Not all red diamonds are exceptionally rare, though. The most sought-after stones are the ones that are primarily red with the absence of secondary tones like orange or purple. Predominantly red diamonds are so rare that at any given moment, probably less than a handful are available for sale in the market—ones that have a certified unmodified red color and are above 0.20 carat, that is.
For those wishing for a red diamond, but not looking to pay for a predominantly red stone should consider a red diamond with a modifier. Purplish red diamonds tend to offer the most beautiful selection.
Diamonds Pro helped us pick a diamond, according to our budget and a few other criteria. We ended up buying a loose diamond from James Allen. We felt that we got very good value for money. The diamond was appraised by another jeweler where we live, confirming its characteristics and value. Finally, we had the diamond set in a ring by a local jeweler, and we’re very pleased with the result! Thank you Diamonds Pro 😊…see more
If you’re lucky enough to get your hands on a red diamond, the stone should be set in an equally stunning ring. Here’s some inspiration for red diamond engagement rings.
To maximize on stone size and beauty, choose an ornate halo setting to accompany a rare red diamond.
Ornate halo setting example: Argyle Fancy Red Princess Diamond Ring from Leibish & Co.
Complement a rich red diamond with vibrant side stones—either with white or colored diamonds.
Three-stone setting example: Radiant Cut Fancy Red with two Fancy Deep Blue-Green diamonds from Leibish & Co.
A prong setting elevates a red diamond to stand out even more.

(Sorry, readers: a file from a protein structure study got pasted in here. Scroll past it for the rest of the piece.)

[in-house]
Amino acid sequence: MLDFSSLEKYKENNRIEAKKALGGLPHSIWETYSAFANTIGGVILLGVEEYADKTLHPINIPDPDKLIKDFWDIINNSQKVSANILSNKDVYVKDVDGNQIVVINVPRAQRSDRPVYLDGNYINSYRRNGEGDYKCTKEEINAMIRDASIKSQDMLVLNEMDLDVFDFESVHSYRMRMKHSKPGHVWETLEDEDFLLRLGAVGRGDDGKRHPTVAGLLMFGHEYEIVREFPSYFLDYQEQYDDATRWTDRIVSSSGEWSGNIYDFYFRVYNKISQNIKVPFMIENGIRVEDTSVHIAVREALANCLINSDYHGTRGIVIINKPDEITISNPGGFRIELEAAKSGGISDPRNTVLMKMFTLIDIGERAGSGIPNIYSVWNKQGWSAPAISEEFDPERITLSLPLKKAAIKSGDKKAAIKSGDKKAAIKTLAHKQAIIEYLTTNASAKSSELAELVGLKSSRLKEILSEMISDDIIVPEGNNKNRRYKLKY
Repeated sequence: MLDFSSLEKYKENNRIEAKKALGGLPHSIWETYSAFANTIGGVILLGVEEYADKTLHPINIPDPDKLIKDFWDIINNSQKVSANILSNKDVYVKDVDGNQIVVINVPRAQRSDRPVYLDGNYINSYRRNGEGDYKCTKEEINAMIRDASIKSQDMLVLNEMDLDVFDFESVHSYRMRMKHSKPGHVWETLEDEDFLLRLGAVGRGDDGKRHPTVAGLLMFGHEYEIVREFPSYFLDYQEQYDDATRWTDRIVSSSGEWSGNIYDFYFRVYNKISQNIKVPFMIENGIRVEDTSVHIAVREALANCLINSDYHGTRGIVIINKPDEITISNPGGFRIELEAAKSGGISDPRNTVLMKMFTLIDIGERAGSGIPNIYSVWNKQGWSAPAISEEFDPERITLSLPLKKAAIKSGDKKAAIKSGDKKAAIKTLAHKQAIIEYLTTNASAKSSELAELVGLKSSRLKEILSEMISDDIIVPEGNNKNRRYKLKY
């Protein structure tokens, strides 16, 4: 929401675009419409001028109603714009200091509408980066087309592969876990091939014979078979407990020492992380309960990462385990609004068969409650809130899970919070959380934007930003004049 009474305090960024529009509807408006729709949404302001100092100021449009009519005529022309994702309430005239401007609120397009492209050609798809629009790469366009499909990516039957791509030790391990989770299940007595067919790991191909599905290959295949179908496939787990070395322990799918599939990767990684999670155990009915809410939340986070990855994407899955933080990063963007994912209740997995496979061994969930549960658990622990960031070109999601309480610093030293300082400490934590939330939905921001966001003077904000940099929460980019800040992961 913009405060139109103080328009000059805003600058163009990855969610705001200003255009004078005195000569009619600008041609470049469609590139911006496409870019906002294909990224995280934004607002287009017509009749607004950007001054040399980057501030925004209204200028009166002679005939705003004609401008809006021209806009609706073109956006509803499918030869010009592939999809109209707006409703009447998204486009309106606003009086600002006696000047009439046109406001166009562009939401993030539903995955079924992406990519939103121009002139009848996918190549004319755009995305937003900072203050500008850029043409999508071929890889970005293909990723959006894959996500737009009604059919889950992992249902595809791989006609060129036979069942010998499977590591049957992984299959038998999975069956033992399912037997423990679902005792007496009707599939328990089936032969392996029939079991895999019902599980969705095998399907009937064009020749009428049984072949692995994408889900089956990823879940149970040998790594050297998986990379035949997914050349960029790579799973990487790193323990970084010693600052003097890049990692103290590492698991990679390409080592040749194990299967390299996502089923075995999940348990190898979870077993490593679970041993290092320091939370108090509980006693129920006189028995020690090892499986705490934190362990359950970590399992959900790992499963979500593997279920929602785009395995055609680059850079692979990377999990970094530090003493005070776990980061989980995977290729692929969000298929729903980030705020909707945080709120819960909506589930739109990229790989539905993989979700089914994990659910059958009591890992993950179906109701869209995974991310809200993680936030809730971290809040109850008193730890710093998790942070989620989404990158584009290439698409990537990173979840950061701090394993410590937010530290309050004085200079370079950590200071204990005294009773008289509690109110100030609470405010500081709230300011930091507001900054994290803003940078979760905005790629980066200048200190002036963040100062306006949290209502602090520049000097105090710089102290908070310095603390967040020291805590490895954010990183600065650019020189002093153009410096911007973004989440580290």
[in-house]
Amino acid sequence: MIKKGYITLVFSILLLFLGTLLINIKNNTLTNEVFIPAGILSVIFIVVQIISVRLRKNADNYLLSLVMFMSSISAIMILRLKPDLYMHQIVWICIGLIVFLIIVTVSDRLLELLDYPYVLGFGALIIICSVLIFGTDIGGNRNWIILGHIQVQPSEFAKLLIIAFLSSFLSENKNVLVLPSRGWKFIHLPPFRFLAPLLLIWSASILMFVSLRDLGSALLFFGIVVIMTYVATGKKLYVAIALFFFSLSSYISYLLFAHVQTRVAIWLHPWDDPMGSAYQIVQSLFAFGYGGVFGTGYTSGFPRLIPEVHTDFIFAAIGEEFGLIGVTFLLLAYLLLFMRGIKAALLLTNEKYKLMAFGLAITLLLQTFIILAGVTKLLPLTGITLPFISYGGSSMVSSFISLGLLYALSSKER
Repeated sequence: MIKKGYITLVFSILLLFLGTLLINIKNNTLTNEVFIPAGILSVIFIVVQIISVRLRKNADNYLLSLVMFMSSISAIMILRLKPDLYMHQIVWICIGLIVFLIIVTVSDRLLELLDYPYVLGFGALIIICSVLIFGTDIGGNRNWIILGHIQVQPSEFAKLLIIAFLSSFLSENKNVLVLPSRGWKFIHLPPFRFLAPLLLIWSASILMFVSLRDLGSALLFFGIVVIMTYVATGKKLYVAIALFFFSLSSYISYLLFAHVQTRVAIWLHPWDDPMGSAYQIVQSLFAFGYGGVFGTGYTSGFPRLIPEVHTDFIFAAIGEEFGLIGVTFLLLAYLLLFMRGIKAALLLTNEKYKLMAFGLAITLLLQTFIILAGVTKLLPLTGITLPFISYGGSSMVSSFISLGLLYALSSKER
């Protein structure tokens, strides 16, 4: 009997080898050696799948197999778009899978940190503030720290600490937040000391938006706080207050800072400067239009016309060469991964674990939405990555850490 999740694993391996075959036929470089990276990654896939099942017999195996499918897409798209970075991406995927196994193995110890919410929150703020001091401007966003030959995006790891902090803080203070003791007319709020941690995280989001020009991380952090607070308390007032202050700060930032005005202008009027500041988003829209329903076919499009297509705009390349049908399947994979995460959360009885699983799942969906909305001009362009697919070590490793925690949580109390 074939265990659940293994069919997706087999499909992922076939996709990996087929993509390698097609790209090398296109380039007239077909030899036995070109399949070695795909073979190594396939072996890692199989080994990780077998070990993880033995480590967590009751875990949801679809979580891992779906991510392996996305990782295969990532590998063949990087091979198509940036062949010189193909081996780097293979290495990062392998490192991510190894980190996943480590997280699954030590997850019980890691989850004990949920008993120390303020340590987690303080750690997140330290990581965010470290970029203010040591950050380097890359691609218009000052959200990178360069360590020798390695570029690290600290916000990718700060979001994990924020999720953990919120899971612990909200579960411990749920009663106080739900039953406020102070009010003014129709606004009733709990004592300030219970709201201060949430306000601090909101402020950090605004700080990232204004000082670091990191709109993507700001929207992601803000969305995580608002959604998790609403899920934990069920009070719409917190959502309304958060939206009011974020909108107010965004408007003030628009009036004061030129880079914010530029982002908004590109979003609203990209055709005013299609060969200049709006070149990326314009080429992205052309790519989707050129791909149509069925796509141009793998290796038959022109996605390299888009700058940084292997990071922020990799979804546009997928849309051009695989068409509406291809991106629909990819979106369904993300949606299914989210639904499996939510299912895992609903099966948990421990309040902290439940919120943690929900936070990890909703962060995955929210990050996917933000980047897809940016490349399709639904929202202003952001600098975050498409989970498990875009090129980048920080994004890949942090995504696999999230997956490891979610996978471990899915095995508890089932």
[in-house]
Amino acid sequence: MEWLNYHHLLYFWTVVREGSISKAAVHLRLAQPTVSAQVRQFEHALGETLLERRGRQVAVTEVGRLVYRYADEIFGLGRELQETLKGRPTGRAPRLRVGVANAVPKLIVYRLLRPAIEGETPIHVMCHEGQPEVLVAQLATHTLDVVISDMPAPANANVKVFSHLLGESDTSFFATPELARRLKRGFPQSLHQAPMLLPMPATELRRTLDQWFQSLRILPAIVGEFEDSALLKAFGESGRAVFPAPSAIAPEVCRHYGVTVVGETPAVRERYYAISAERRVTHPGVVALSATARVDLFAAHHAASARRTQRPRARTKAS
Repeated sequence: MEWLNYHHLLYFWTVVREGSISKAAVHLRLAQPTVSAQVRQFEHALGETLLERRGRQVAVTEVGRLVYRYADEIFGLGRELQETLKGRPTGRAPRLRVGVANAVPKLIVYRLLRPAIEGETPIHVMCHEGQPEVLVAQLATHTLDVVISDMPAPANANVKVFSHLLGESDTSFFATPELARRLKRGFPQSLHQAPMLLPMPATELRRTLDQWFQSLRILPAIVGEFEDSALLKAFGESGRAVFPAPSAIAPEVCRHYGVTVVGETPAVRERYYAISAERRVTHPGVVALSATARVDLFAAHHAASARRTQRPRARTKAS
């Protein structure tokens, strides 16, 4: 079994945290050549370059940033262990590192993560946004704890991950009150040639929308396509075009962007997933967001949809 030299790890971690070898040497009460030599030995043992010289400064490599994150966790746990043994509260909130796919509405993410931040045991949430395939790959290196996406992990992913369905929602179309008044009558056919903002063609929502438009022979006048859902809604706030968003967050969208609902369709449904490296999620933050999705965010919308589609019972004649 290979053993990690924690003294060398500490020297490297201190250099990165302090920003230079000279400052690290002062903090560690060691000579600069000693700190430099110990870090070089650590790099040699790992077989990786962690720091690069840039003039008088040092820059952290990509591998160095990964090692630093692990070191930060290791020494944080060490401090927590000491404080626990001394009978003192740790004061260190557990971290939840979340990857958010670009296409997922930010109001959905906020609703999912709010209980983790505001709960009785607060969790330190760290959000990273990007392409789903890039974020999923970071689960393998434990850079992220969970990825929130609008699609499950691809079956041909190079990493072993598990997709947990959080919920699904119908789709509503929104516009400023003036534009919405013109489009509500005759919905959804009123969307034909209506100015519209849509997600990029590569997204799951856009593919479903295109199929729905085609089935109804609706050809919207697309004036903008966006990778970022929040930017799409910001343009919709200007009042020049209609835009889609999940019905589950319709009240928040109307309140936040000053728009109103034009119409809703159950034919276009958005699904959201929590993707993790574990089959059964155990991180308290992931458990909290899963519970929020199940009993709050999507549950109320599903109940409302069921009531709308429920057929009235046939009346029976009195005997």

Prong setting example: Fancy Red and Diamond Couture Ring in a Prong Setting from Leibish & Co.
Design a piece of jewelry that will be cherished and passed down for generations. No matter what you choose, your red diamond will make the jewelry a head-turner.
Red Diamond bracelet inspiration: Multicolored and Mixed Shape Couture Halo Diamond Bracelet from Leibish & Co.
Red Diamond ring inspiration: Radiant cut Fancy Purplish Red Diamond ring from Leibish & Co.
Because red diamonds are extremely rare, we highly recommend talking with an expert before moving ahead in your search.
Before you buy a diamond, get personal buying advice from industry veterans. We'll help you get the best diamond for the money.
DISCLAIMER: We don't use your email for marketing. Period.
A diamonds' price is determined primarily by the 4 Cs of the diamond. On the wholesale level, diamond prices are first based on a diamond shape and s
When purchasing a diamond engagement ring, it’s important to find the right retailer to purchase it from. Some retailers excel at niche products li
A wide range of 1 carat diamonds exist both in online markets and local diamond jewelry stores. Not only are there significant differences in beauty
Please enter your email address to receive your 25% off coupon code:
Here is your coupon code: GFDSF3GF